Top 12 Sales Strategies Using the Psychology of Persuasion

persuasive selling techniques

As marketing and sales become even more important, understanding the psychology of persuasion is paramount for success. Your strategies must revolve around value, reciprocity, social proof, scarcity and more. This article delves deeper into 12 persuasive selling techniques and how you can apply them to increase sales and achieve your targets.

1. What is reciprocity?

This is one of the most powerful persuasion techniques you can apply in the sales arena. Essentially, it’s about building trust and offering value before you even expect the customer to make a purchase. If you can persuade a customer to feel obligated or indebted to you, you increase your chances of making a sale exponentially. In other words, give them something first so the customer feels obliged to return the favour.

2. Scarcity and urgency

The idea of creating a sense of urgency and scarcity is to instil a fear of missing out (FOMO). For example, you can achieve this by offering time-sensitive deals or a product clearance sale. Scarcity and urgency are potent psychological triggers that create quicker decisions. It’s a sales tactic that salespeople have been using successfully for decades, and it’s still relevant today. No one wants to miss out on a hot deal or a great product.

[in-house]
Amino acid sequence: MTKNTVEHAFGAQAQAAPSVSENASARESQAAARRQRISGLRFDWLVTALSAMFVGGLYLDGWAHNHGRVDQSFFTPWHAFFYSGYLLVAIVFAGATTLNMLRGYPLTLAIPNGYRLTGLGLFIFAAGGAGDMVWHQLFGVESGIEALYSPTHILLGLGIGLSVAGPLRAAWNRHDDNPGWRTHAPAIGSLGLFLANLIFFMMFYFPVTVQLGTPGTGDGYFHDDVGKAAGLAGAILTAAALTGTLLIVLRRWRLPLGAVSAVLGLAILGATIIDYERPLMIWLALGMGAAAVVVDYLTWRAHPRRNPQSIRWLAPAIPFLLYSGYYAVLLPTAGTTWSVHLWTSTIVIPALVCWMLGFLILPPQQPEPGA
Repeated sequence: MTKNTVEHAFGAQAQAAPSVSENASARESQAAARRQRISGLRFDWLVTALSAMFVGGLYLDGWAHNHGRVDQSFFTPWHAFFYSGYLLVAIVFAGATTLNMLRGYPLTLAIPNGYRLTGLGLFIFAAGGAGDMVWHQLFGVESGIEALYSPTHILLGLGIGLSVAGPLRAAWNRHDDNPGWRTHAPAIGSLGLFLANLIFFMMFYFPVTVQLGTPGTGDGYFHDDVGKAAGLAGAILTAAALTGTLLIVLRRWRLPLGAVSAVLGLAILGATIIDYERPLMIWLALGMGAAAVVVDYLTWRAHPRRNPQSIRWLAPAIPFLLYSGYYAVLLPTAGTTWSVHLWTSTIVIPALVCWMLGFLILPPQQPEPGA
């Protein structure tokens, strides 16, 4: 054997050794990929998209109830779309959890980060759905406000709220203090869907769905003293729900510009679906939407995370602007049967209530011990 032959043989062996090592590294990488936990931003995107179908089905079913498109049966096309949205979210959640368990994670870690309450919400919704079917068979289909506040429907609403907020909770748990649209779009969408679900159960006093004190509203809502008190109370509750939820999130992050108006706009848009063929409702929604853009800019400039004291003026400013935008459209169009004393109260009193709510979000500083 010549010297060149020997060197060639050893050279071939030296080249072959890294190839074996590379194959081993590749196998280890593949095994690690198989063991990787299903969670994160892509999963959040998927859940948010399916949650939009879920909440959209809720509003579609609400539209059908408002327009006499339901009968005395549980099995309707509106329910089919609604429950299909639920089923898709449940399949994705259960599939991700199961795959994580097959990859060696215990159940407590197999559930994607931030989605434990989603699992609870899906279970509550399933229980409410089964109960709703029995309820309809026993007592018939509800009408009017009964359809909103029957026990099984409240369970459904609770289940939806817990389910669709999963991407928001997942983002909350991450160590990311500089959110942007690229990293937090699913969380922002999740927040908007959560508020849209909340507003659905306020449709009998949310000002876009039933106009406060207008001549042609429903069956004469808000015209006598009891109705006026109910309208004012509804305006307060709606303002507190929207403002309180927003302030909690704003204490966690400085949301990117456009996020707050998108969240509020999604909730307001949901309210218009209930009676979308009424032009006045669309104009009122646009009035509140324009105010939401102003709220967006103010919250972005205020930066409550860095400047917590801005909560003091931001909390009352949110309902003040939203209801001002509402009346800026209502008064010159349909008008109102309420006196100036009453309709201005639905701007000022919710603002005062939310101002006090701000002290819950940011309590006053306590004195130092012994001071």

3. Social proof

Social proof provides an avenue for validating your product, service, and brand reputation. This involves receiving positive testimonials and reviews on social sites and other online platforms such as Google Business Profile. Any type of endorsement or positive reinforcement you receive from satisfied customers will bolster your sales and your reputation. The best way to receive reviews is to ask for them, particularly when the customer has recently purchased from you and their excitement over the product and service they received is still fresh.

4. What is anchoring about?

This is a well-used sales tactic, because it works. This is where you start off with a higher price option and then make subsequent lower options until the price seems reasonable to the customer. This is a psychological ploy that makes the customer feel like they are getting a bargain and that they’ve been successful in knocking you down on price, even though that was your goal all along.

5. Emotional engagement